Be it local production or imported hydrocarbons, there is a supply problem. What might a change to PNM leadership do to subvert that course and change the situation?
The first thing we have to do is to acknowledge that there’s a problem. Then the first part of the solution is to make best use of what production we have currently, and then we can determine the best prospects for getting more.
There are a number of things the government needs to take the lead on, and these conversations have not been taking place, not least the gas contracts coming up for renewal in two to three years’ time.
We don’t want the government of Trinidad and Tobago to be renegotiating these contracts on a cliff, when these are contracts ending; that is simply bad business.
What should Trinidad be doing to react to this global shift due to the developments in the U.S. and the shale revolution?
Trinidad needs to remain competitive and attractive to investment. The U.S. expansion into hydrocarbon production has removed our strongest market and created a very strong competitor for a number of our other markets in the region.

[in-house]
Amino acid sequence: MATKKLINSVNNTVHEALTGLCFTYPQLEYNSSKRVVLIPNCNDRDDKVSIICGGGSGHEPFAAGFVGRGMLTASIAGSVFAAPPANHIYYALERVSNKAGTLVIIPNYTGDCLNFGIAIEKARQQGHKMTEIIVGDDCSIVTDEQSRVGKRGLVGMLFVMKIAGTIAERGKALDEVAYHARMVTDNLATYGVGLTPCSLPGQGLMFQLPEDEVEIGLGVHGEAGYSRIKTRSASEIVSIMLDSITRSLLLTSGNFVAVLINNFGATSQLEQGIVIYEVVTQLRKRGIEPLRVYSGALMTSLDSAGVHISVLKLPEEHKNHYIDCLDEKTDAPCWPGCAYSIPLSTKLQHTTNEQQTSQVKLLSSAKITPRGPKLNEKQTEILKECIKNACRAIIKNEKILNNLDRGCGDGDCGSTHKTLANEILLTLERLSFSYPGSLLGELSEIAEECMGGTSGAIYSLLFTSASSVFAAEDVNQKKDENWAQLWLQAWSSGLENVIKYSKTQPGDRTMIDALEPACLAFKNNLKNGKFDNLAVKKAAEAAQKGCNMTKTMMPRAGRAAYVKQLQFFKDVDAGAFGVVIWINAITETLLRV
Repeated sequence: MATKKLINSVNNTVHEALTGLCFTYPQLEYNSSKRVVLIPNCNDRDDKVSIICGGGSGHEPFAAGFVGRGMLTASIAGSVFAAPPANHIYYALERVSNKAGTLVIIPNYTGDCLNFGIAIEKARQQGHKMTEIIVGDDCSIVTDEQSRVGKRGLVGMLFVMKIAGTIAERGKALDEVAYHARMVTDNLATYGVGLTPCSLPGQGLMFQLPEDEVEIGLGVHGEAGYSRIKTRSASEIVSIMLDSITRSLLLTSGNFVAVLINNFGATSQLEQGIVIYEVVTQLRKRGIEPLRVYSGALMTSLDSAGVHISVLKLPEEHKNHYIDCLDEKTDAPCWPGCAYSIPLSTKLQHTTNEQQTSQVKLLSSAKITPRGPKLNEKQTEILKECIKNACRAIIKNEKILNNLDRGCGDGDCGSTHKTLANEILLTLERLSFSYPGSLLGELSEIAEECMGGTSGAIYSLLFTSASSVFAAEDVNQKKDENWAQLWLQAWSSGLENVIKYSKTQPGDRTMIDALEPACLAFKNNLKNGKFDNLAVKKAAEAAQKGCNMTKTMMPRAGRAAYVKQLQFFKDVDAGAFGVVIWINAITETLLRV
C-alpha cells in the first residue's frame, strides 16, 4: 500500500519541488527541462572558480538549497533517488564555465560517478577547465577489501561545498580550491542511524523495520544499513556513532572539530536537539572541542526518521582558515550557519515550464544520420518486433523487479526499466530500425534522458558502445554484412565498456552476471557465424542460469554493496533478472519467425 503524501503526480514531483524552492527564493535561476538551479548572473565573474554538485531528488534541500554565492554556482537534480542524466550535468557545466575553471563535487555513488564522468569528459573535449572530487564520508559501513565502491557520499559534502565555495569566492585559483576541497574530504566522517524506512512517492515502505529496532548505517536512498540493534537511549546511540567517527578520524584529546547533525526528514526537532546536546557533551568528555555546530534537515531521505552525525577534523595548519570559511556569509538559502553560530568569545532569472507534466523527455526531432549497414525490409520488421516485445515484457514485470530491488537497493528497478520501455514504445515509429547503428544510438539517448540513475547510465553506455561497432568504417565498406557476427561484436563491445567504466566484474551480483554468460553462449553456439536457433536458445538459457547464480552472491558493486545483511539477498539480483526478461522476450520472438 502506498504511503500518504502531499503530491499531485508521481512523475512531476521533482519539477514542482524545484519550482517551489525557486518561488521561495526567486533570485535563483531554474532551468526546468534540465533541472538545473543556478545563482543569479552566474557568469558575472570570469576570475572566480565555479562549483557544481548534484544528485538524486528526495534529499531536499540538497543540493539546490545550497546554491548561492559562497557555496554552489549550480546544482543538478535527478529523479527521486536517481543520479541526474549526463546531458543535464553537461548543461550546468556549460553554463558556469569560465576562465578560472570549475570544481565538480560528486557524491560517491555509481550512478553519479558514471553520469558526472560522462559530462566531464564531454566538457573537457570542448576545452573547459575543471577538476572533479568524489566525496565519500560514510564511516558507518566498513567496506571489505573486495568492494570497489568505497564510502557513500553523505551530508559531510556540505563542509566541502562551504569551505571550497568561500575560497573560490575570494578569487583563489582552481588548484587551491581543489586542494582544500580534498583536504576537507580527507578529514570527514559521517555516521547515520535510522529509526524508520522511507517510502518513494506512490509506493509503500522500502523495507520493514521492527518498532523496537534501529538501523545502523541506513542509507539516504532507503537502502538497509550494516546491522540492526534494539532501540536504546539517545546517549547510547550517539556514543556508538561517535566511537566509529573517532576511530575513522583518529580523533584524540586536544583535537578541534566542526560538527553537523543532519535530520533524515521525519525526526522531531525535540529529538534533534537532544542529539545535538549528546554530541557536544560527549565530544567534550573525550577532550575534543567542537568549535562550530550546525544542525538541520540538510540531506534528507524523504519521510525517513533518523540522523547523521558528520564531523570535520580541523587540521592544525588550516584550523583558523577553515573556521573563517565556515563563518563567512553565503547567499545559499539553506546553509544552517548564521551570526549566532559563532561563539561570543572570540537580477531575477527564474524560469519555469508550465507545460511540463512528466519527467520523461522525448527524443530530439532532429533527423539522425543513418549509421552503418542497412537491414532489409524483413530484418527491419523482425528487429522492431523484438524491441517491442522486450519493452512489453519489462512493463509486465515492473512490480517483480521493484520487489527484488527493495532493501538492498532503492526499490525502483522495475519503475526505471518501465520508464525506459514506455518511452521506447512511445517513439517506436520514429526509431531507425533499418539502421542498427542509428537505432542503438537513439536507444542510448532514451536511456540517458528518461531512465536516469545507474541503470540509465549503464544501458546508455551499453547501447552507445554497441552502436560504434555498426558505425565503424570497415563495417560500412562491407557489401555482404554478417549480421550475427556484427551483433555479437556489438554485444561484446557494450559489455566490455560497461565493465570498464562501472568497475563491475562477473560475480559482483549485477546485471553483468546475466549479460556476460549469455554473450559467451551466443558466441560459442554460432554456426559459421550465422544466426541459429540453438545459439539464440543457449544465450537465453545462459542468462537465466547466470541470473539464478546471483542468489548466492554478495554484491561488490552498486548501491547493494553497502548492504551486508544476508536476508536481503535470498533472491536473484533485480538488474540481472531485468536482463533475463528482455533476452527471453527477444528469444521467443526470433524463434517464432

Trinidad needs to maintain its position as a major power in the Caribbean in the face of strong competition, and try also to maintain itself as a supplier of specific hydrocarbon-derived products to the U.S.
Does that mean new export markets? Strengthening regional ties? How can Trinidad compete?
Fortunately, our plants are largely amortised, as opposed to the predominantly new plants in the States, but we must also find new markets. Had we not found new markets for our LNG, we would have been in huge problems with the U.S. price right now.